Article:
Invasive Species Compendium

Detailed coverage of invasive species threatening livelihoods and the environment worldwide

Abstract

Reproductive inhibition among nestmate queens in the invasive Argentine ant.

Abstract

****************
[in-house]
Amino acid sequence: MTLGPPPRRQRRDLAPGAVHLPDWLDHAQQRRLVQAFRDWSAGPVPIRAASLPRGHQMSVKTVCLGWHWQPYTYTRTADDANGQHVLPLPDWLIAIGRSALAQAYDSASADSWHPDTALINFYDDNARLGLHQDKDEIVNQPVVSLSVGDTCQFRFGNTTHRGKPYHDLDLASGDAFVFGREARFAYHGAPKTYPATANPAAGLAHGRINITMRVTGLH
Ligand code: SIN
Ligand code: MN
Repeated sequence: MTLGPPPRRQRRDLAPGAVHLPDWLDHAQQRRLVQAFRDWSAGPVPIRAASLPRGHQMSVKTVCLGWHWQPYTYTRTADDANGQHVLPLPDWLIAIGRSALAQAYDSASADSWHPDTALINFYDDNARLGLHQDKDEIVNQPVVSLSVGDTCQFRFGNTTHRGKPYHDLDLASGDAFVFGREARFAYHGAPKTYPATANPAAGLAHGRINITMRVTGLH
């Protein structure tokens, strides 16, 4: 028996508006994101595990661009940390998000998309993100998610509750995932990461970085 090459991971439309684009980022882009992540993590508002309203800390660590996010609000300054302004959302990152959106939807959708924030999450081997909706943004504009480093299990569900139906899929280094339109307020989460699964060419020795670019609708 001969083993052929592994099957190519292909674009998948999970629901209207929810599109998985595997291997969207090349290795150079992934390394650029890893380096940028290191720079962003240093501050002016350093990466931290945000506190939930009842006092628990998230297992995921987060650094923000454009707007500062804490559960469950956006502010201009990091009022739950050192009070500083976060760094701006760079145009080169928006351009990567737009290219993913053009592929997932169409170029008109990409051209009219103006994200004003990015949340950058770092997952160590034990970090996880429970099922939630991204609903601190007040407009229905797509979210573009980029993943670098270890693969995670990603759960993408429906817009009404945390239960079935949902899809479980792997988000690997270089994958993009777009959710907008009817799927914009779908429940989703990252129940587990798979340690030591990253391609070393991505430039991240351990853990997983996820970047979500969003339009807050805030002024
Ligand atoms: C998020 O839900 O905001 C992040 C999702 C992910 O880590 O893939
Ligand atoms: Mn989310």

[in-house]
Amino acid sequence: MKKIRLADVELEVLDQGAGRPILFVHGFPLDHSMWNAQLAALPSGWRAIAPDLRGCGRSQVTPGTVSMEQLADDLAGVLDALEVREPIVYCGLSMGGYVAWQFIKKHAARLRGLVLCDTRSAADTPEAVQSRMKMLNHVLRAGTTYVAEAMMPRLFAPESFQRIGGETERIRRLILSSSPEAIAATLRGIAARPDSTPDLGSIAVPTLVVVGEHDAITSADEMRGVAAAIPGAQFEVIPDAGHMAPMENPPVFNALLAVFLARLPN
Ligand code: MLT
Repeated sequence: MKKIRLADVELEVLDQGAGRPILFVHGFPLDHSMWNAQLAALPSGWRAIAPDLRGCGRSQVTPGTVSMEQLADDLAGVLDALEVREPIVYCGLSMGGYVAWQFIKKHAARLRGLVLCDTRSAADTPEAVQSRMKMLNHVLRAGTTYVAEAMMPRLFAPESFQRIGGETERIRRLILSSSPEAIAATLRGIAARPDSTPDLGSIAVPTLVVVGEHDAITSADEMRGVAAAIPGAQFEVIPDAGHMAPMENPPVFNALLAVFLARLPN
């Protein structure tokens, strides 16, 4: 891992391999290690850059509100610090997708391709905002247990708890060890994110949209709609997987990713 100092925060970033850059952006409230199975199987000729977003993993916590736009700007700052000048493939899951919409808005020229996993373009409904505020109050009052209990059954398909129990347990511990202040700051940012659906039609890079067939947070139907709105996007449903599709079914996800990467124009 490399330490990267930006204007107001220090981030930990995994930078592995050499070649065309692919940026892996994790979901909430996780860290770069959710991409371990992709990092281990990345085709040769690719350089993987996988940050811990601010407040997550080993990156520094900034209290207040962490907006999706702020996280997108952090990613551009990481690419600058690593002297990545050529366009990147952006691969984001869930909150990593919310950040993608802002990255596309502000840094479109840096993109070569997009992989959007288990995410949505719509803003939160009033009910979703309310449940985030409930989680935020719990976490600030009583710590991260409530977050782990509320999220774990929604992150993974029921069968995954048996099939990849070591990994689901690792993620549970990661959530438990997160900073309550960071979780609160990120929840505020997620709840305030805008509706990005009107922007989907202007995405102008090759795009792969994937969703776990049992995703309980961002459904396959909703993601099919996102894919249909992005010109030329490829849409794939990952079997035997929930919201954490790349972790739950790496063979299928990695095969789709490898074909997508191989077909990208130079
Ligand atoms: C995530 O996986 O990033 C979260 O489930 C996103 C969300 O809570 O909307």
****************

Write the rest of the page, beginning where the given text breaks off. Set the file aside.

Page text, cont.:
In social species, the presence of several reproductive individuals can generate conflict. In social insects, as queen number increases, individual oviposition rate may decrease because of direct and indirect behavioural and/or chemical interactions. Understanding the factors that mediate differences in queen fecundity should provide insight into the regulation and maintenance of highly polygynous insect societies, such as those of the invasive Argentine ant (Linepithema humile). In this study, we investigated (1) whether differences in the oviposition rates of Argentine ant queens exposed to polygynous conditions could result from interactions among them; (2) whether such differences in fecundity stemmed from differences in worker attention; and (3) whether polygynous conditions affected the cuticular hydrocarbon profiles of queens (CHCs). We found that differences in queen fecundity and CHC profiles observed under polygynous conditions disappeared when queens were exposed to monogynous conditions, suggesting some form of reproductive inhibition may exist when queens cohabit. These differences did not seem to arise from variation in worker attention because more fecund queens were not more attractive to workers. Levels of some CHCs were higher in more fecund queens. These CHCs are associated with greater queen productivity and survival. Our findings indicate that such compounds could be multifunctional queen pheromones.